YAVLINSKY CRITICIZES 'QUASI-DEMOCRACY,' MEDIA POLICY. The political system existing in Russia is "quasi-democratic, as power in the country is still in the hands of the Soviet elite," "Izvestiya" quoted Yabloko leader Grigorii Yavlinsky as saying on 17 December. Many of Putin's actions are helping to preserve the Russian state, but at the same time they are creating an authoritarian "corporative" state, according to Yavlinsky. The best illustration of this theory is Putin's policy toward the mass media, and especially television, which transformed the latter into "a holding for manipulating public opinion." In that context, Putin's present line on an alliance with the West is no more than tactics, just as was the policy of the Soviet Union in the period of 1941-1945, Yavlinsky concluded. ("RFE/RL Newsline," 18 December)

DID PUTIN STRIKE A DEAL WITH SAKHA PRESIDENT? Officials from the Sakha (Yakutia) Election Commission seized copies of "Moskovskii komsomolets v Yakutske" published on 11 December. Election Commission officials explained on 13 December that the 11 December edition of the newspaper contained a great deal of compromising material that could have been used by other candidates in the 23 December presidential race to discredit incumbent President Mikhail Nikolaev, Interfax-Eurasia reported. Nikolaev withdrew from the race on 12 December. "Kommersant-Daily" reported on 13 December that, according to unidentified Kremlin sources, Nikolaev promised during a meeting with President Putin on 10 December to withdraw from the race provided the Kremlin retract its support for Deputy Prosecutor-General Vasilii Kolmogorov. Meanwhile, Sakha's Election Commission received a letter on 13 December from the federal Supreme Court that said an earlier decision by its republican counterpart invalidating the registration of Alrosa head Vyacheslav Shtyrov was itself invalid, and that Shtyrov's candidacy stands, Russian agencies reported. ("RFE/RL Newsline," 14 December)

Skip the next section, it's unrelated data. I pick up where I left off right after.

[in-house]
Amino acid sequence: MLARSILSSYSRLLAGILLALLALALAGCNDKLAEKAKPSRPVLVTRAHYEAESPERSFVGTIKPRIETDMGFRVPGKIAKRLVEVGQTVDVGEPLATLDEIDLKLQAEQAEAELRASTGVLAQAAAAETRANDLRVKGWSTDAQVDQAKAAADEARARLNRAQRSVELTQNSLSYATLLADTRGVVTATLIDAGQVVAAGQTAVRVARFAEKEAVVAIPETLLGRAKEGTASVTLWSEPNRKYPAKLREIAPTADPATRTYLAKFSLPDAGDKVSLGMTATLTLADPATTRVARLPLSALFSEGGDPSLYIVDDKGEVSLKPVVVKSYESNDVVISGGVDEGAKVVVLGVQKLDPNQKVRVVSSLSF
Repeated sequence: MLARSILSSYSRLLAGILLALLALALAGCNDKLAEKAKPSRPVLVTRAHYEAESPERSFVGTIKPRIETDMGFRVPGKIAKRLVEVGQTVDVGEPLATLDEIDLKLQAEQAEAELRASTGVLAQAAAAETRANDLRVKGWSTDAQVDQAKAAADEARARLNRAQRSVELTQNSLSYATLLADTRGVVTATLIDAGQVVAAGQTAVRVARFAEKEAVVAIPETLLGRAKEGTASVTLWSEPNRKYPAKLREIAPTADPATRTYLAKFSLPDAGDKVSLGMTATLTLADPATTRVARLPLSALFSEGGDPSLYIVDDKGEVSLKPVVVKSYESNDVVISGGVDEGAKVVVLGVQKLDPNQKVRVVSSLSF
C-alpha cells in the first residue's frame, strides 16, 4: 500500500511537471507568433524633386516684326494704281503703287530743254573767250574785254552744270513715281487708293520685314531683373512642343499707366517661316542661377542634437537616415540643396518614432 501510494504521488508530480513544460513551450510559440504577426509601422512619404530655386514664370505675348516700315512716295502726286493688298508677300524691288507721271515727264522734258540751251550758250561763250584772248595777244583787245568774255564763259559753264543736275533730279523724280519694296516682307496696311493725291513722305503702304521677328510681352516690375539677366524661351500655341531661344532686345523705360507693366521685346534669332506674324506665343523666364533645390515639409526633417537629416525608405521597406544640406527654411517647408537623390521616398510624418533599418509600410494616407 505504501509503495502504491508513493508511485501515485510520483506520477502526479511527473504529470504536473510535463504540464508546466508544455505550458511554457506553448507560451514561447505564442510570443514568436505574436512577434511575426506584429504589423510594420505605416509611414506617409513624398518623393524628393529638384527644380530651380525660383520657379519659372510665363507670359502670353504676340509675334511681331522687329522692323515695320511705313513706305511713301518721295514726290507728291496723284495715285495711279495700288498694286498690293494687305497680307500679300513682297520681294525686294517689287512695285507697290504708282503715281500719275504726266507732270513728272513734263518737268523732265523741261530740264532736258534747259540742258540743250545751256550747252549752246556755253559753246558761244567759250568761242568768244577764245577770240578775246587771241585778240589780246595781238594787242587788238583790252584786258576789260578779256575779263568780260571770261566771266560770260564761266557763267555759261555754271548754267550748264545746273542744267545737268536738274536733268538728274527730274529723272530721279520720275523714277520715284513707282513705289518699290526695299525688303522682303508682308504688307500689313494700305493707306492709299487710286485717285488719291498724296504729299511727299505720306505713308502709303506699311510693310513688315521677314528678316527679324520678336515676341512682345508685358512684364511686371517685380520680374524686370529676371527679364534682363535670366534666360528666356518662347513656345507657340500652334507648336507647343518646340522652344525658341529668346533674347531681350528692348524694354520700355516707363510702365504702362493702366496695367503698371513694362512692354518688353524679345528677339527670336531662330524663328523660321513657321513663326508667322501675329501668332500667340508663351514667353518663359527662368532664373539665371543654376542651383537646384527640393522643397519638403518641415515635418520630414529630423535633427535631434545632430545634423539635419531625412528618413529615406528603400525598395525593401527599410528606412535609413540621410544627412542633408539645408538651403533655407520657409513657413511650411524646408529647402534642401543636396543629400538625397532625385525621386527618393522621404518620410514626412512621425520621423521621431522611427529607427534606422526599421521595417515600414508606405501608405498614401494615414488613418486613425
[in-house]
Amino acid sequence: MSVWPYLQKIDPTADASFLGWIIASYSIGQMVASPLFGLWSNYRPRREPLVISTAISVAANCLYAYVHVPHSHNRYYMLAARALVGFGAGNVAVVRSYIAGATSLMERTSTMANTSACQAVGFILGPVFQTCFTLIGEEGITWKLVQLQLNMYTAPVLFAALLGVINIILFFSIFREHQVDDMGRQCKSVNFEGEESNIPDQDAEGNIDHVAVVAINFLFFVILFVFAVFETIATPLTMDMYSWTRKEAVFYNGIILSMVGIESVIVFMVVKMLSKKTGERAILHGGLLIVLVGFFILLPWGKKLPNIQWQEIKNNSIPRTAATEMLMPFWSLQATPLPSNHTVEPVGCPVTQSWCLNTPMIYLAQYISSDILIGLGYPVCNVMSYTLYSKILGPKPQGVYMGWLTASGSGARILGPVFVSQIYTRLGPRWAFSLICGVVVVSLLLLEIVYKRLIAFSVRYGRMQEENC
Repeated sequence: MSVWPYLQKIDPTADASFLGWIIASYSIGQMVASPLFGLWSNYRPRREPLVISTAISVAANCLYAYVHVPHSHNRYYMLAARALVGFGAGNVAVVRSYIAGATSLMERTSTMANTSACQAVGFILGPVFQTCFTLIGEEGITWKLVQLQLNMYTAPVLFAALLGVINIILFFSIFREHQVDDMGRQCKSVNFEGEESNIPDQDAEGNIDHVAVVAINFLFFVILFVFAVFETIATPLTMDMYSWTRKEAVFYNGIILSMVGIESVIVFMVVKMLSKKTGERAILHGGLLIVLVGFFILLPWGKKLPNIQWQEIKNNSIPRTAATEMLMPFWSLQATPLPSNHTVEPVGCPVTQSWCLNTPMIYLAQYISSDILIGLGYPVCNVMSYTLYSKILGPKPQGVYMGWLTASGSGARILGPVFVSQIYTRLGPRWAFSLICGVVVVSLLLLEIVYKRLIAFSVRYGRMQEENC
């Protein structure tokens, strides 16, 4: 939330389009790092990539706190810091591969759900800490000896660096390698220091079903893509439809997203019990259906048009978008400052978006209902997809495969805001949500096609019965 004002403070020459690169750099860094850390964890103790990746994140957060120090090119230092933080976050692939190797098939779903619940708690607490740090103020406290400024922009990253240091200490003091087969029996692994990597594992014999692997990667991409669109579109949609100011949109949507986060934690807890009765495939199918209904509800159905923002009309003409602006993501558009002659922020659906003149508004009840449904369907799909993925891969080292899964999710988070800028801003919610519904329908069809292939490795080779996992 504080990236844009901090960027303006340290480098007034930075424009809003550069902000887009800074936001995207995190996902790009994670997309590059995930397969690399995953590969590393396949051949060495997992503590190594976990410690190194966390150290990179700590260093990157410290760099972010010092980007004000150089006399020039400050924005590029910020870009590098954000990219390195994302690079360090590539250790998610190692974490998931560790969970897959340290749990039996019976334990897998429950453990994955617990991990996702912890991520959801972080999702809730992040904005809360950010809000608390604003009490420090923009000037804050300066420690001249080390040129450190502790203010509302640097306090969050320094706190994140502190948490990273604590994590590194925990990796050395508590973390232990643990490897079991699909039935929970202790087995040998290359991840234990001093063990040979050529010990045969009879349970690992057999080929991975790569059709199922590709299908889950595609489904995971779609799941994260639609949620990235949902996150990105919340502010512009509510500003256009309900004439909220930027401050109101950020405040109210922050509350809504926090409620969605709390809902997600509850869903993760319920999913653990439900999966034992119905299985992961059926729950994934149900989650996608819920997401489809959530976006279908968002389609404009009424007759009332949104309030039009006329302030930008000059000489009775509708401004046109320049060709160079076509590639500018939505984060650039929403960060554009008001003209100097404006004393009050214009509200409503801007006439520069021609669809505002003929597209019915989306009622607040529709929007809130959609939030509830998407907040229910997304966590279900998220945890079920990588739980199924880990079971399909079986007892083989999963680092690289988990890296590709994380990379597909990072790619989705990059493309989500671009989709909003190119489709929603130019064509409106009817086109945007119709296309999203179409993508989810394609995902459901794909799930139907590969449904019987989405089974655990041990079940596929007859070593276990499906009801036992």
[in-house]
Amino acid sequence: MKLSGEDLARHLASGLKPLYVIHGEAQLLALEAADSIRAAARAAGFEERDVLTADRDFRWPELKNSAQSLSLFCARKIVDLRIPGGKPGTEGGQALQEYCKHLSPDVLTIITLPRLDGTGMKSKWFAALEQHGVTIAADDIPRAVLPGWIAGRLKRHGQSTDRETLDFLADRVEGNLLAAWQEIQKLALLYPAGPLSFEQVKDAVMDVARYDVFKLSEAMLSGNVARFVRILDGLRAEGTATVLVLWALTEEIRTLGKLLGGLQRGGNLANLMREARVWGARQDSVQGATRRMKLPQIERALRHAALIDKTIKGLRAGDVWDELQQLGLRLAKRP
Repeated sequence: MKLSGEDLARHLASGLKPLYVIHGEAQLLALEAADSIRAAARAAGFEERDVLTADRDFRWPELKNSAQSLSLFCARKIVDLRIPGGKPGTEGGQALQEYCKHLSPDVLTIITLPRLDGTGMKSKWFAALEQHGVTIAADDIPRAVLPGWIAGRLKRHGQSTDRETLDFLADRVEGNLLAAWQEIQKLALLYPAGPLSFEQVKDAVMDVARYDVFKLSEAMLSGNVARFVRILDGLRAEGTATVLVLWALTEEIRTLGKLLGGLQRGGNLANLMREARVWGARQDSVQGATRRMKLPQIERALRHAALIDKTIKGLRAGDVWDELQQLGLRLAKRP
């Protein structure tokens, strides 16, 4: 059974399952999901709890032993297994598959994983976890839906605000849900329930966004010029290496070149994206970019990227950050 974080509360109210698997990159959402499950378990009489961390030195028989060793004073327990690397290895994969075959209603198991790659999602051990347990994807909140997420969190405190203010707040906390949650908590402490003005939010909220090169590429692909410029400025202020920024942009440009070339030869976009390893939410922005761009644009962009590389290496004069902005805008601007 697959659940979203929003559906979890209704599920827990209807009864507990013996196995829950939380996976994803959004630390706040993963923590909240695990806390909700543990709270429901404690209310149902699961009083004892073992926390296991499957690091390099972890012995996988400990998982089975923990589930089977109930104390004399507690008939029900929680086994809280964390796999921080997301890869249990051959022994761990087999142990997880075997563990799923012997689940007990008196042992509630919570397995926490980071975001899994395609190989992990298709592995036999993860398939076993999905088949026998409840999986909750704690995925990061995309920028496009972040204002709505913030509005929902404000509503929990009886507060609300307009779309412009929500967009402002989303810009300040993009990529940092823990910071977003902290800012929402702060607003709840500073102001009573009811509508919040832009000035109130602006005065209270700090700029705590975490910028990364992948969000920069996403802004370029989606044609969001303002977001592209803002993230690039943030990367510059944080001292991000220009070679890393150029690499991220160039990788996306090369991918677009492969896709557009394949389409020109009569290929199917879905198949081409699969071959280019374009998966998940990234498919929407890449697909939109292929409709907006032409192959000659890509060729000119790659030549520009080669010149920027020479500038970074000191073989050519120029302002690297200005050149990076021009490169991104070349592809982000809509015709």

KOMMERSANT SLATED FOR CHANGE IN LEADERSHIP. "Vremya novostei" reported on 17 December that the leadership of the publishing house Kommersant is expected to be changed in the near future. Shareholders are reportedly considering replacing Kommersant General Director Leonid Miloslavskii, who has run the company since 1996, with Andrei Vasilev, who is editor in chief of "Kommersant-Daily." ("RFE/RL Newsline," 18 December)

INTERIOR MINISTRY CREATES STATE DATABASE ON RUSSIA'S POPULATION. The Interior Ministry announced that by 2004 it plans to create a computerized database named the State Population Register that will list all Russian citizens and foreigners living on the territory of the Russian Federation, RBK reported on 14 December. The rationale cited for establishing such a register was social security needs, but the database will also be available to law enforcement and medical institutions. It will cost 3.5 billion rubles ($116 million). ("RFE/RL Newsline," 17 December)